Two women laugh during a break from learning to plant matoke (plantain) trees in Jinja, Uganda, on May 21, 2011. Photo by Laura Elizabeth Pohl/Bread for the World submitted in the 2012 InterAction Photo Contest.

Aid Delivers 2023

Foreign Assistance in the 118th Congress

Aid Delivers 2023

Across the globe, we have made huge strides in overcoming global poverty and advancing global development. For nearly 25 years, the number of people living in extreme poverty declined. More than 1 billion people were lifted out of extreme poverty and major gains were made in health, education, and economic development that contribute to human well-being. Unfortunately, in recent years these positive trends have started to shift and communities around the world are facing unprecedented breadth and depth of shocks and challenges, including ramifications of the COVID-19 pandemic, intensifying climate impacts, entrenched conflict, and rising costs. The need for strong U.S. global leadership is more critical than ever. Without America’s support, these challenges will leave lasting scars for generations to come.

Around the world, country governments, non-governmental organizations (NGOs), multilateral organizations, local civil society organizations, and donors coordinate to combat inequality; a changing climate; rising levels of global hunger and malnutrition; backsliding in democratic governance; and increasing conflict and displacement. Each presents a grave threat to decades of advancement. Exacerbating this already complex landscape, the COVID-19 pandemic has reversed global gains.

The United States has a long, bipartisan history of working with and within the international system to advance evidence-based development priorities and solutions. American leadership and engagement—bilaterally and in multilateral organizations—are crucial and drive development successes and principled humanitarian support. Integral to American engagement with the world, such assistance remains a strategic, economic, and moral imperative for the United States.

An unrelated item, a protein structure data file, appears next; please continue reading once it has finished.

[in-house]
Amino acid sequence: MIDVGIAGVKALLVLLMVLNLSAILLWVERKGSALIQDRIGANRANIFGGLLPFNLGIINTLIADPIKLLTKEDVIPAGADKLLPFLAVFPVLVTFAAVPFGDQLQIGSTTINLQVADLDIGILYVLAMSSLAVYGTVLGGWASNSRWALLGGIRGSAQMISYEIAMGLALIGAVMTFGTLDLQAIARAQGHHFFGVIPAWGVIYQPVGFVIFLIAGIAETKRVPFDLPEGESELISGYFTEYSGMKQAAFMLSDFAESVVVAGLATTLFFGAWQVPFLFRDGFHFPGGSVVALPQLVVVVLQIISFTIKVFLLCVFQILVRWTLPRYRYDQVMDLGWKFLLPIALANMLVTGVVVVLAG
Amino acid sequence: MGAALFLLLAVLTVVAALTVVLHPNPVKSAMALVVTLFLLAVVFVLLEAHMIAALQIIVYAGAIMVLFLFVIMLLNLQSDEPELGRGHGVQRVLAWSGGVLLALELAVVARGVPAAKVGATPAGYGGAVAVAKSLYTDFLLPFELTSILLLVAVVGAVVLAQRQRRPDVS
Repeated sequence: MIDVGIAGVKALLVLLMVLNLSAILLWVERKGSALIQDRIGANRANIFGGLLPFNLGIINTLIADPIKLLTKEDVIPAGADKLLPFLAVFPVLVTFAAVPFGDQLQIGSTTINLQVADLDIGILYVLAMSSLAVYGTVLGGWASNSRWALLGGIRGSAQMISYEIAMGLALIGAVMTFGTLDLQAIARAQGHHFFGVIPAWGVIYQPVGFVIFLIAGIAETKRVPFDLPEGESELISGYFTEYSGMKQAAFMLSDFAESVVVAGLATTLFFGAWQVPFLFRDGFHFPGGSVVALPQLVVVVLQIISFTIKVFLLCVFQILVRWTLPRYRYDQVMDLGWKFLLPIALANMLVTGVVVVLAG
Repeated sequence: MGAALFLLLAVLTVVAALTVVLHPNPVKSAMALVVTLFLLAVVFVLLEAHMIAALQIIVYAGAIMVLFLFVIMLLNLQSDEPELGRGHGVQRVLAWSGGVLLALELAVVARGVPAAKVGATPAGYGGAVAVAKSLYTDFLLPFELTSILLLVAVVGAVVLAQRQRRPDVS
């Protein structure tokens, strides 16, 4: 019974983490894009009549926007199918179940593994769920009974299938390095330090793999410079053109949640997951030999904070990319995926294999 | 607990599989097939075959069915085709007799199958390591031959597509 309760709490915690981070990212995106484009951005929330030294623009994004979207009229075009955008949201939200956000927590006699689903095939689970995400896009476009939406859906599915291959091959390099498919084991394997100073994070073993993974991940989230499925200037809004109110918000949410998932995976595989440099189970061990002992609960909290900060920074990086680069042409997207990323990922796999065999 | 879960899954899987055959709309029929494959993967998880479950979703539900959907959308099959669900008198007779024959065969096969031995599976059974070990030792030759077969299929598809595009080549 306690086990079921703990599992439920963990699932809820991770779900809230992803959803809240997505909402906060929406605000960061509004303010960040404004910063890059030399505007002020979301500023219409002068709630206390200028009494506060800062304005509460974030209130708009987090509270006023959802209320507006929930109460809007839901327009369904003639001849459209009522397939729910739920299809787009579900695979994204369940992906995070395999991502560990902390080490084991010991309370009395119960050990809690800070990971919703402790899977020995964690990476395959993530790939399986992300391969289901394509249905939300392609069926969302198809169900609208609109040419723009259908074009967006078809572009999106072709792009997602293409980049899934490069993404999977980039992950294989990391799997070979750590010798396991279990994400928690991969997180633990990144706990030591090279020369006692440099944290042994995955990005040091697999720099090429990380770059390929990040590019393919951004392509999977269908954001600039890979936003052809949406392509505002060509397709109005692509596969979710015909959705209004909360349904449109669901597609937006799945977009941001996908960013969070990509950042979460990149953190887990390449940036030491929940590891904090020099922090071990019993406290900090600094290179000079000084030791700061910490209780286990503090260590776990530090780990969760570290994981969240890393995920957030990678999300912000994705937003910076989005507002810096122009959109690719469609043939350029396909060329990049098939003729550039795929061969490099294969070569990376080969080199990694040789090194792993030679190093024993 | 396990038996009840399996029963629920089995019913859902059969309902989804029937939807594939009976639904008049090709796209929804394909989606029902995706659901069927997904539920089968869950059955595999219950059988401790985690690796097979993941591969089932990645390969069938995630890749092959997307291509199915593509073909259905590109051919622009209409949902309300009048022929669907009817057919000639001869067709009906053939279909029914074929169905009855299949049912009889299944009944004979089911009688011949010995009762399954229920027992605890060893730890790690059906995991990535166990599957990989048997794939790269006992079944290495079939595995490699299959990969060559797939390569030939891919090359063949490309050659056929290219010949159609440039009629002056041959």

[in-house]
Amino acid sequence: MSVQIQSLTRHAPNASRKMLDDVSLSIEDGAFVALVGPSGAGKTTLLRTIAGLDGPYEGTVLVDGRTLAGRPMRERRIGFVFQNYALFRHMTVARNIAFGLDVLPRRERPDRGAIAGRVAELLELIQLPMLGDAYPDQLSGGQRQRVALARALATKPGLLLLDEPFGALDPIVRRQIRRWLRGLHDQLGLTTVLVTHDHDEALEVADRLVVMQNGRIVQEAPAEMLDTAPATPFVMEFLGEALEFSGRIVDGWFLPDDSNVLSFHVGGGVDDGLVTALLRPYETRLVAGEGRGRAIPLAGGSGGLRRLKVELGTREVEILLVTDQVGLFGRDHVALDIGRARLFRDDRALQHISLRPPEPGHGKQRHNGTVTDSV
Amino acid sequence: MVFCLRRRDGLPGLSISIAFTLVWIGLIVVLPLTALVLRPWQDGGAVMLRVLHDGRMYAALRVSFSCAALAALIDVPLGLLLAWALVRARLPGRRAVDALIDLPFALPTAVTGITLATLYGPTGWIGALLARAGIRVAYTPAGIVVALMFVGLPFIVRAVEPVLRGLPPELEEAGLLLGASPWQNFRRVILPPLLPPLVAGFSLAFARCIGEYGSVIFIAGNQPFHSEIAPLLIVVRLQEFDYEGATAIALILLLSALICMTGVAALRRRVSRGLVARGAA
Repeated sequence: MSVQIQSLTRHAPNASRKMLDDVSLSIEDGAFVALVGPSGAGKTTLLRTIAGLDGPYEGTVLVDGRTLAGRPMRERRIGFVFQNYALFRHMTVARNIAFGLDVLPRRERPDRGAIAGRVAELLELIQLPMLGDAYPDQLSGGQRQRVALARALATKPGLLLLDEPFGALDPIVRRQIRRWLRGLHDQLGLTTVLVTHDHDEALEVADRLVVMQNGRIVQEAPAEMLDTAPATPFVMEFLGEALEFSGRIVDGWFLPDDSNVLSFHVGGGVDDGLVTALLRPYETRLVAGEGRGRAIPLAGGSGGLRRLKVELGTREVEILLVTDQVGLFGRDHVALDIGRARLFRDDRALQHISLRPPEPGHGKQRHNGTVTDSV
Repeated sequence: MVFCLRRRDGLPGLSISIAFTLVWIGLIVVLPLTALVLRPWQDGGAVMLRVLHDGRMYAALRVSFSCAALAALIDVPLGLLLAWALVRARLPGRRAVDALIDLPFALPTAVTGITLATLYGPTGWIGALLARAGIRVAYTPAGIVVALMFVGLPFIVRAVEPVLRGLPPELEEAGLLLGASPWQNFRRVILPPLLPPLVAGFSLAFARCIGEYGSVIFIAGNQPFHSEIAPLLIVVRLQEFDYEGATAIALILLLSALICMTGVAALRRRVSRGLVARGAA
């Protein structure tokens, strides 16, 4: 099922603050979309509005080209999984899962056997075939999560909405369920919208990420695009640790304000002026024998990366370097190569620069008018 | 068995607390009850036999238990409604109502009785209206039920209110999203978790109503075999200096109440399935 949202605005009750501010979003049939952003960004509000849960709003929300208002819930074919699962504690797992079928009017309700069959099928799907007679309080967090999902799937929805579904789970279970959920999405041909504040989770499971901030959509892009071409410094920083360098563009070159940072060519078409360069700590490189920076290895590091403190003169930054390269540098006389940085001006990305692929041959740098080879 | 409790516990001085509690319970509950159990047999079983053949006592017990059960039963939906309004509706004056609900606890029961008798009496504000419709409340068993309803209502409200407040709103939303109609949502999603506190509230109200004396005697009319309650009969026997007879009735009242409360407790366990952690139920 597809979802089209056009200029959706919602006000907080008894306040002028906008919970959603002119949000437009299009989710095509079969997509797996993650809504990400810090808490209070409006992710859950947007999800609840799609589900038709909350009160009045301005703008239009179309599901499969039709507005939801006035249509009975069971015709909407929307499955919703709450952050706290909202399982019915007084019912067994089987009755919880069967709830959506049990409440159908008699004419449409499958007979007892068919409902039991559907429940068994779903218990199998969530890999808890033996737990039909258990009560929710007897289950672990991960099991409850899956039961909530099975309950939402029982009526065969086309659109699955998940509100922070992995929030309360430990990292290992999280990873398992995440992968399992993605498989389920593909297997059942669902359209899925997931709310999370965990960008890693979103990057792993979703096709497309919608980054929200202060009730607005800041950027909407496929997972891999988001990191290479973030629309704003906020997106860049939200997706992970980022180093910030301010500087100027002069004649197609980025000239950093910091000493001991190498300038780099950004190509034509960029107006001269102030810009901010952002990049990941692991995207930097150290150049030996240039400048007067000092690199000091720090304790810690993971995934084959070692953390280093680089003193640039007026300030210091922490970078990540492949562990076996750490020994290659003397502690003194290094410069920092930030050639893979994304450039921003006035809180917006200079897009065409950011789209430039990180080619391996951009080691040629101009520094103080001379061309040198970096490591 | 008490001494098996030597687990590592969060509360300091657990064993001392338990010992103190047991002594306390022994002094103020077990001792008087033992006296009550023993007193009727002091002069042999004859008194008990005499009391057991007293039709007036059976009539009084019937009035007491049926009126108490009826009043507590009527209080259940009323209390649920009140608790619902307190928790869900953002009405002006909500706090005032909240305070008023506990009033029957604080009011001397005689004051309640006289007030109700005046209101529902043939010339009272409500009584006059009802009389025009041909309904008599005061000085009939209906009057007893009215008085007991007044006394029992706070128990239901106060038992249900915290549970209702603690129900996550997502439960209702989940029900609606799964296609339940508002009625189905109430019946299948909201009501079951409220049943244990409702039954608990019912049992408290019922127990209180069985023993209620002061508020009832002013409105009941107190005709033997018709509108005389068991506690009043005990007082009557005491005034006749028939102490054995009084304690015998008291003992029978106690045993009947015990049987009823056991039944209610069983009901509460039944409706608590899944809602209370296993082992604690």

Poverty-focused foreign assistance works. America’s investments have yielded tremendous dividends and effective response solutions have been proven. In fact, 11 of America’s top 15 trading partners were once recipients of foreign aid. Programs are data-driven, cost-effective, transparent, inclusive, and accountable to the American people. At approximately 1% of the federal budget, foreign assistance can continue saving lives, protecting children, improving health, advancing gender equality, and helping families and communities be self-reliant.

Understanding the global impact of development and humanitarian action, and the critical role of U.S. foreign assistance programs, is crucial to the implementation of U.S. foreign policy priorities. These programs deliver effective results that support vulnerable people around the world. The subsequent sections illustrate the impact of U.S. foreign assistance through development and humanitarian programs; highlight the impacts of key U.S. government foreign assistance programs and issues; and showcase the fundamental principles that foreign assistance must follow.


Foreign assistance is aid given by the U.S. government to support global peace, democracy, security, and development efforts, and to provide neutral and impartial humanitarian relief during times of crisis. American leadership and investments impact people worldwide, creating healthier, safer, better-represented, and more stable communities. U.S. foreign assistance:

  • Saves lives and reaffirms the rights of individuals.
  • Makes communities and our planet more resilient to shocks and stressors.
  • Mitigates crises and reduces the need for emergency humanitarian action.
  • Increases global prosperity and helps expand markets, supporting U.S. economic interests.
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